- Oops!Something went wrong.Please try again later.
Pet Shop Boys – Other Stage
â â â â â
No one brings the Eighties and 2022 together quite like the Pet Shop Boys. From the moment Neil Tennant walks on the stage, inviting us to “a world of memory” as the thumping drums of “Suburbia” begin, we know we’re about to straddle eras.
Chris Lowe, along with an excellent live band, join later. There are Eighties synths, an appearance from Years and Years (although not singing “It’s A Sin” as predicted) and nostalgic anecdotes about holidays in the Caribbean.
The big tracks get the Other Stage crowd jumping higher than half the late-night DJs at this festival. A “Losing My Mind”/”You Were Always On My Mind” remix soars – as does “Love Comes Quickly” and penultimate track “West End Girls”.
“Opportunities”, for all its high-camp joy, is a personal highlight. After the last five days, I’m not sure any of us have much of the brain, looks, brawn or lots of money they mention left… yet it still gets us singing.
Their closing track, “Being Boring”, is an empowering tribute to the victims of the attack on a gay bar in Oslo, Norway. The words “you can always rely on a friend” close out the set, a fitting finish to Glasto 2022. IL
Fontaines DC – Other Stage
â â â â â
“My childhood was small, but I’m gonna be big!” These were the words promised on Fontaines DC’s debut album. With a steady build in the last few years and then one gigantic swoop of success following their No 1 album, this year’s Skinty Fia, the band have become just that. And on a hot Sunday afternoon at Glastonbury, the swarm of twitching fans who buzz around the Other Stage only serve to reaffirm it.
A true showman, frontman Grian Chatten – wearing his usual Pogues T-shirt – throws his arms upwards to summon a cheer. The Dublin-formed group have landed a tough time slot, clashing with Diana Ross in the Legends Slot over on the Pyramid. It’s testament to their fearsome reputation as a live act that they’ve attracted such a huge crowd.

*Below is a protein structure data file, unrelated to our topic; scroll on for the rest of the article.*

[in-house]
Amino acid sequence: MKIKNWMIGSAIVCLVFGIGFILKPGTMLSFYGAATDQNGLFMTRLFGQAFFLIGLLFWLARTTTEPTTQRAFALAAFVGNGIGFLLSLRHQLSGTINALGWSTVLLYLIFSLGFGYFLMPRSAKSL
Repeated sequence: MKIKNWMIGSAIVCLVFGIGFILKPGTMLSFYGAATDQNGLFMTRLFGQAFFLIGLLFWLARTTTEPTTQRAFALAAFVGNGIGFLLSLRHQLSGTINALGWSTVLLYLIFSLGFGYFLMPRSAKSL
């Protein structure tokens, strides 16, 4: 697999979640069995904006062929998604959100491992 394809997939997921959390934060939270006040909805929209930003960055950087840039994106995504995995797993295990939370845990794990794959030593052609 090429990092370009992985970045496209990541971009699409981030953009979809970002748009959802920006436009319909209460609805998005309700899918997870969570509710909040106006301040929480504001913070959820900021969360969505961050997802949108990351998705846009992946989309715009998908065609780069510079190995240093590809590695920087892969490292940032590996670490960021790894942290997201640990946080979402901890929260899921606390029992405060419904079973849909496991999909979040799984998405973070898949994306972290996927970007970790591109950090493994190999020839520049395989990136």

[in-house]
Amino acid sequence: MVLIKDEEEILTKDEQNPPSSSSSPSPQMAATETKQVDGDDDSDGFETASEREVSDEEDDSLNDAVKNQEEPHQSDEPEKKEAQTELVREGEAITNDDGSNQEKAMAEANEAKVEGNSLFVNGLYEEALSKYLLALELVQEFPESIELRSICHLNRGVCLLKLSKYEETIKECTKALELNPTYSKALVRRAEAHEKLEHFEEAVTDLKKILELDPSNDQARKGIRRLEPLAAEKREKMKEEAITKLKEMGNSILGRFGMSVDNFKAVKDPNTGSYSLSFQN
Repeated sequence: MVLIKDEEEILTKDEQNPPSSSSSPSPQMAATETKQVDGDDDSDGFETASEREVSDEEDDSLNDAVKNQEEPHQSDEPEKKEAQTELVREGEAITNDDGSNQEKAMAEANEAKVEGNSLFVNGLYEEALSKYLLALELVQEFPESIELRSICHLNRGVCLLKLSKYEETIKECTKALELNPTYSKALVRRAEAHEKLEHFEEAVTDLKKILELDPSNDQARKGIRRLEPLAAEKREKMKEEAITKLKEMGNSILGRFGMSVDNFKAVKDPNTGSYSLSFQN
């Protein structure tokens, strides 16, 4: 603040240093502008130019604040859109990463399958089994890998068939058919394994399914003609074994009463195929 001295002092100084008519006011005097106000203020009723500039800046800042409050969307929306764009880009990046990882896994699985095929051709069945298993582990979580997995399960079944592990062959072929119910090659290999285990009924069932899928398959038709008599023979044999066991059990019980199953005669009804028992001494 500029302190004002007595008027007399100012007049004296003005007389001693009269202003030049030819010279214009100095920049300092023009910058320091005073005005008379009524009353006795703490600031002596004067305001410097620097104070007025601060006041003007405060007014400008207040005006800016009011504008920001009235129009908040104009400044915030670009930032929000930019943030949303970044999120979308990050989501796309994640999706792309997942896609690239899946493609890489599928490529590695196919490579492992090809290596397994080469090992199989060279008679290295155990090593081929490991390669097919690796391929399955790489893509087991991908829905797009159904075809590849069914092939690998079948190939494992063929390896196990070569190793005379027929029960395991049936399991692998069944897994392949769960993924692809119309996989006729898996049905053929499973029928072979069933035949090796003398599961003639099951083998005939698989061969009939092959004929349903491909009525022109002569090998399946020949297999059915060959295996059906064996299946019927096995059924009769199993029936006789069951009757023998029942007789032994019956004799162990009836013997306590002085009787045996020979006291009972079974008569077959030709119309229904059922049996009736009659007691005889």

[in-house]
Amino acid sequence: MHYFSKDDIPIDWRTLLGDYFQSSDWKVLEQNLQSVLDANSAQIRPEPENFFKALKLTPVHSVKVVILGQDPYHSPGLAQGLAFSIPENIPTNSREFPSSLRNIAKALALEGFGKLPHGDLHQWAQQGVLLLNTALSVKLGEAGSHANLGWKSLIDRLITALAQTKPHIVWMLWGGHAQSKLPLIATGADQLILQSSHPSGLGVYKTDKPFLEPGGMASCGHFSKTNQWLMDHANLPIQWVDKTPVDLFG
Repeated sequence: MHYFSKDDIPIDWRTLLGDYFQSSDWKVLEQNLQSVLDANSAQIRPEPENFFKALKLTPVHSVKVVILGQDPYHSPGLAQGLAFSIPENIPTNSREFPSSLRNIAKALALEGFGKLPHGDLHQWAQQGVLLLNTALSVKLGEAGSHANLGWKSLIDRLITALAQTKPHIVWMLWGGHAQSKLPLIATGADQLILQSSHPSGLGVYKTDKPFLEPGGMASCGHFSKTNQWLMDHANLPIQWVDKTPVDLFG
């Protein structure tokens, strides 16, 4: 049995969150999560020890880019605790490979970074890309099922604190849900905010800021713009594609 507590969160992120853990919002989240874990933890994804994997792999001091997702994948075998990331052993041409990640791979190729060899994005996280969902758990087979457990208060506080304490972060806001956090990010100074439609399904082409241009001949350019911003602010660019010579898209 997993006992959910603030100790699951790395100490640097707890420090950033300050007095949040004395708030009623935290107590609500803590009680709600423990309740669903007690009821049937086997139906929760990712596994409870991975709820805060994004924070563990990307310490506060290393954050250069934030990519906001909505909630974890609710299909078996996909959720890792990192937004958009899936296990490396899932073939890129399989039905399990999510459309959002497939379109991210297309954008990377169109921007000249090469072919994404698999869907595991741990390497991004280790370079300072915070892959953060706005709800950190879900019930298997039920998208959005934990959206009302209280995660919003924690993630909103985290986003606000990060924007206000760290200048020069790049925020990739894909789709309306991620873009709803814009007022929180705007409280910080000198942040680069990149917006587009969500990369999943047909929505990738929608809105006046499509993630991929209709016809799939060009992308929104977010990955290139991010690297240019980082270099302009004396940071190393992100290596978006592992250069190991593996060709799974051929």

Now three albums deep, the five-piece have been at the forefront of the recent rock resurgence. They’ve also stubbornly resisted categorisation, instead defining themselves by Chatten’s sharp, observational lyrics and their intense, driving instrumentation.
They throw out a few numbers from their 2019 debut, Dogrel, along with the sonically moodier, yet lyrically hopeful tracks of follow-up A Hero’s Death. Usually an unflinchingly cool collective, they can’t help but grin as mosh pits broil up in front of them. At the cue of “Jackie Down the Line”, a sea of sticky bodies bash into one another. Fontaines won’t be dying a death any time soon.
McFly – Avalon
â â â ââ
I know we’re living in an age of nostalgia, but even I (a former superfan) am shocked how big the crowd for McFly’s first Glastonbury set is.
You’ve got to give it to ‘em. Almost two decades since the sort-of-pop, sort-of-emo band burst into the scene with their debut single “Five Colours in Her Hair”, the four-piece have packed out the Avalon stage at Worthy Farm.
Things kick off, surprisingly, with “Red”, giving the band a chance to flex their live guitar skills. More rock-heavy deep cuts follow straight after: “Song for the Radio”, “Lies”. It’s some of their best material, but you can tell the audience is impatient for the hits. I think I might be the only person in a 10-metre radius singing along.
At least the band are self aware. “If you enjoyed that, we’re Mcfly. But if you didn’t enjoy that, we are Busted,” the crowd are told, before a rendition of “Obviously” that perks everyone up no end. A trio of crowd-pleasers follows: “All About You”, “Room on the Third Floor” and the band’s cover of “Don’t Stop Me Now”.
“Star Girl” gets the biggest reception for its eternally juvenile lyric: “There’s nothing on earth that could save us/ When I fell in love with Uranus.” Anything post-2008 falls a little flatter.
In short: a perfect McFly set for me, specifically. Others in the audience were left wanting more.